Role of lipophilicity in determining cellular uptake and antitumour activity of gold phosphine complexes
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Purpose: The lipophilic cation [Au(I)(dppe)2]+ [where dppe is 1,2-bis(diphenylphosphino)ethane] has previously demonstrated potent in vitro antitumour activity. We wished to determine the physicochemical basis for the cellular uptake of this drug, as well as of analogues including the 1:2 adducts of Au(I) with 1,2-bis(di-n-pyridylphosphino)ethane (dnpype; n=2, 3 and 4), and to compare in vitro and in vivo antitumour activity. Methods and results: Logarithmic IC50 values for the CH-1 cell line bore a parabolic dependence on drug lipophilicity, as measured either by high-performance liquid chromatography or by n-octanol-water partition. Cellular uptake of drug, as measured by inductively coupled plasma mass spectrometry, varied by over three orders of magnitude over the series. Logarithmic uptake had a parabolic dependence on drug lipophilicity but a linear relationship to logarithmic IC50 values. Free drug concentrations were determined under the culture conditions and logarithmic free drug IC50 values and uptake rates were linearly related to lipophilicity. Uptake of drug in vivo in tissue from murine colon?38 tumours was approximately proportional to the dose administered. Host toxicity varied according to lipophilicity with the most selective compound having an intermediate value. This compound was also the most active of those tested in vivo, giving a growth delay of 9?days following daily intraperitoneal dosing (10?days) at 4?孯l?kg-1?day-1. It was also significantly more active than another lipophilic cation, MKT-077. Conclusions: Alteration of lipophilicity of aromatic cationic antitumour drugs greatly affects cellular uptake and binding to plasma proteins. Changes in lipophilicity also affect host toxicity, and optimal lipophilicity may be a critical factor in the design of analogues with high antitumour activity.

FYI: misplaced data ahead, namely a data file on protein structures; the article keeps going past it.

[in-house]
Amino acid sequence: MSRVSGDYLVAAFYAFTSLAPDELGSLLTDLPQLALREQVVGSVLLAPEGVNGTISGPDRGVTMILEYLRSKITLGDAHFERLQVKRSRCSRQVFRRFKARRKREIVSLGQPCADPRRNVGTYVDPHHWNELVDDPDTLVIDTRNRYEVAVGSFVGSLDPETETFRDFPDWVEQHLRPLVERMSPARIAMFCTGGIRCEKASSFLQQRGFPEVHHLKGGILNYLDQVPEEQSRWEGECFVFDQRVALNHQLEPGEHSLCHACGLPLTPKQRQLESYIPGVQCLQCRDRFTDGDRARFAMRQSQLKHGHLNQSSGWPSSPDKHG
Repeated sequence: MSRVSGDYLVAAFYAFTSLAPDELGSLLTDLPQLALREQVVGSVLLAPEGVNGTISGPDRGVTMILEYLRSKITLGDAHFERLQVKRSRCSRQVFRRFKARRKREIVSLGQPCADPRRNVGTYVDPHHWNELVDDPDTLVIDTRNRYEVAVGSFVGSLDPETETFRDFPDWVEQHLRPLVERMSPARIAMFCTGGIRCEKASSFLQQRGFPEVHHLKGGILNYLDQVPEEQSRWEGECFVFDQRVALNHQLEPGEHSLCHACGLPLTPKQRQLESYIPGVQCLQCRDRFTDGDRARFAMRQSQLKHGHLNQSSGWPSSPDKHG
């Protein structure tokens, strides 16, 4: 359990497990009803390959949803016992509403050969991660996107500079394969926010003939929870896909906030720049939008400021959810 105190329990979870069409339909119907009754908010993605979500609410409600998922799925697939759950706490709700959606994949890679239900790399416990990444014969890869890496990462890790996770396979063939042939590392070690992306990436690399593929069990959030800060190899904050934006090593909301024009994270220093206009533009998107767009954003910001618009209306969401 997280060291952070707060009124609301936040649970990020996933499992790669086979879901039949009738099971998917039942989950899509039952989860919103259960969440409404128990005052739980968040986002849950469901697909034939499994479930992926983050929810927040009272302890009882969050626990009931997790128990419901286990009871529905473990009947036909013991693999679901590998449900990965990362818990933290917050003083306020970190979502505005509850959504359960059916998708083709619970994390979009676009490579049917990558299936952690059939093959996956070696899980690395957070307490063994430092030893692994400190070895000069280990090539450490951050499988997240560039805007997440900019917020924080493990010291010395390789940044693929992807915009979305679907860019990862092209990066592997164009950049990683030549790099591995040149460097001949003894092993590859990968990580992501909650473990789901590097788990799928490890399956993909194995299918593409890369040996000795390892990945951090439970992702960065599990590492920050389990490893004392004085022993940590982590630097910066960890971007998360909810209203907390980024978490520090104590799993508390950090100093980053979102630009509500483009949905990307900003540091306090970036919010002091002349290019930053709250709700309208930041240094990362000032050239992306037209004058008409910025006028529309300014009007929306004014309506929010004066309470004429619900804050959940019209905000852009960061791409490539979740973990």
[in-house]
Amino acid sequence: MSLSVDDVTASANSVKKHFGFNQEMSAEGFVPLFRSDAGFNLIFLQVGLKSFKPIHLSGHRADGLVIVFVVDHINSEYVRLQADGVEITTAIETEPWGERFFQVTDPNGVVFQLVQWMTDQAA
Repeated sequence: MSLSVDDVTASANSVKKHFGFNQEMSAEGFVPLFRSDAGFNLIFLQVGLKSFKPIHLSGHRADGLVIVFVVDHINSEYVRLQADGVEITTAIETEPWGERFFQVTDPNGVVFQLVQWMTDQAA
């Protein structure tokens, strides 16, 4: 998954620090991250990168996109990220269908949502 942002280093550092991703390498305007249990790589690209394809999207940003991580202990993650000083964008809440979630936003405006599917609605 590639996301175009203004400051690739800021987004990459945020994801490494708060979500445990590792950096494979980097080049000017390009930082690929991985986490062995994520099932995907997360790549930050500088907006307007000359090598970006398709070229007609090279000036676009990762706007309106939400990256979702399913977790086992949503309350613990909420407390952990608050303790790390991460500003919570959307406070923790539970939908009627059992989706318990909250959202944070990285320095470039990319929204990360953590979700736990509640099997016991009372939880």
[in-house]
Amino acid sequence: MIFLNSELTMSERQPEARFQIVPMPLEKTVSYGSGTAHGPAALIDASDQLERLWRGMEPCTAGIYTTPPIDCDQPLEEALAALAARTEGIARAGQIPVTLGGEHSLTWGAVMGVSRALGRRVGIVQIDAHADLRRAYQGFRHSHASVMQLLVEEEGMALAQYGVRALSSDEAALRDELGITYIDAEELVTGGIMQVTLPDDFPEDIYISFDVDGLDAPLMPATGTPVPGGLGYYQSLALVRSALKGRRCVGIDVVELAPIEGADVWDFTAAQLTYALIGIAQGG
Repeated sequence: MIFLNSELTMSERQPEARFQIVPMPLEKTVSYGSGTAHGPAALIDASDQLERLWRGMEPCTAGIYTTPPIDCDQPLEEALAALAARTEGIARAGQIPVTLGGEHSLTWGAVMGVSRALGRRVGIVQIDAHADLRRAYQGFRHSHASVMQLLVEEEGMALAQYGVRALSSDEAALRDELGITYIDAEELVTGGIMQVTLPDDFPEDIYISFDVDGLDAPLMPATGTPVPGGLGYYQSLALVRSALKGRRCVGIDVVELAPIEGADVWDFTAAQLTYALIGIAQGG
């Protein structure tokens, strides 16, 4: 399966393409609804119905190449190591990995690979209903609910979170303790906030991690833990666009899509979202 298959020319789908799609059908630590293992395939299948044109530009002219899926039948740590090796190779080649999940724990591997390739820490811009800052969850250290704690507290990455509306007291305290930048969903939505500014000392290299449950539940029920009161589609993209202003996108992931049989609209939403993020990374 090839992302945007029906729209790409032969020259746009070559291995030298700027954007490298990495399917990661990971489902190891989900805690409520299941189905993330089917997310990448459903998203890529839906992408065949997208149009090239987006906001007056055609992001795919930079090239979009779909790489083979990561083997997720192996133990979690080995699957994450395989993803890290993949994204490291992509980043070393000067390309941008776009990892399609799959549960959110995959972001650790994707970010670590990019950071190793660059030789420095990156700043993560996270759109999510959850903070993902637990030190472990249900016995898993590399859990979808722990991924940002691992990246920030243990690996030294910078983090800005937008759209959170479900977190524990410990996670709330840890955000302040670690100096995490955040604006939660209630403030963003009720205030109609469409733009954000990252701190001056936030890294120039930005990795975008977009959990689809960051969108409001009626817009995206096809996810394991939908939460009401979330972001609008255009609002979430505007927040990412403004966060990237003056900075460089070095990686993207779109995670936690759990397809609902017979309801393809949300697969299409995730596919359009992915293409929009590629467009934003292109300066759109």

Cancer Chemotherapy and Pharmacology
HISTORY AND ARCHAEOLOGY